After council vote, Hoboken local elections may not move to November after all

HOBOKEN – Maybe the voters won’t decide on when Election Day will be in Hoboken.
City Council members voted 8-0-1 on Saturday morning in a special meeting to begin the process of repealing an ordinance that moved municipal elections from May to November. The measure needs to be approved at a second meeting after a public hearing in order for the repeal to be completed. Councilwoman Theresa Castellano abstained from the vote on Saturday.
The City Council majority that was allied with Mayor Dawn Zimmer voted in July to move municipal elections from May to November, citing a potential increase in voter turnout and a cost savings for the city. The local elections would be aligned with the November elections when voters usually go to the polls for gubernatorial and national races.
Critics of the change see the move as a power grab, as Mayor Dawn Zimmer and the entire council would receive a one-time term extension of six months. The move is allowed by state law, and council members are not permitted to shorten their terms to the previous November. Other observers have said the move could potentially benefit Zimmer’s allies, who appeal to the city’s newcomer population that might not come out to vote in May when only the mayor and council are up for election.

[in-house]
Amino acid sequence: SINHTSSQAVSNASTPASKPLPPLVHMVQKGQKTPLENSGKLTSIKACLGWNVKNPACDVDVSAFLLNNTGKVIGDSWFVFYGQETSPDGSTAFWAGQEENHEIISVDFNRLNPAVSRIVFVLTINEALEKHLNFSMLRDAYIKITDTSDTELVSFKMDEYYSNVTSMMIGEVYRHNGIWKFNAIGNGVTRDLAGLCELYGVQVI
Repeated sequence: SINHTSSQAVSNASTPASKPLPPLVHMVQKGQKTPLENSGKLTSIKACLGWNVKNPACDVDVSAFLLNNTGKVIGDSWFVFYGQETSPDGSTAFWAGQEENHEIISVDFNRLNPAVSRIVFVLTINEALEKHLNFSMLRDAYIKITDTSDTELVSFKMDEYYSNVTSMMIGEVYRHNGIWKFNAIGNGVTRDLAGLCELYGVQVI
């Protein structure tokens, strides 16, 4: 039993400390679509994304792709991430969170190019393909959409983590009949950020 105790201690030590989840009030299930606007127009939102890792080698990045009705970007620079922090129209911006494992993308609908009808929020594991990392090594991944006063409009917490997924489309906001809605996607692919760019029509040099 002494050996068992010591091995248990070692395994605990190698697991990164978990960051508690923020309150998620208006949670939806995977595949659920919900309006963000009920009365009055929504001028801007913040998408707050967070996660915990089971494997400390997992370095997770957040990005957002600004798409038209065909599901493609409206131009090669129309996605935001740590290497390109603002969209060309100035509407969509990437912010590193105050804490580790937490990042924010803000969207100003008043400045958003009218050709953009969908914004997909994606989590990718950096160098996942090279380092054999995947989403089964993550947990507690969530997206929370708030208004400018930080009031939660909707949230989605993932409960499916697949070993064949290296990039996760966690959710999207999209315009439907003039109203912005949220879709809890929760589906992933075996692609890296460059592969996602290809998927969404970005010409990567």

After the measure passed by a 5-4 margin in July (with Zimmer’s five allies voting in favor of the change), a committee of petitioners led by some of Zimmer’s opponents took to the streets and gathered more than 2,500 signatures in order to place the issue on the ballot in the form of a referendum. That way, the voters could decide this November if elections should move.
The petitioners needed approximately 2,100 signatures, or 15 percent of the voting population in the last general Assembly election. Once a successful petition was submitted, the council could either allow the measure to go to the ballot for the public to decide or repeal the legislation. The council is expected to complete the repeal of the legislation at a special meeting later this month.
But will they reintroduce it at some point? That fact remains to be seen. — Ray Smith

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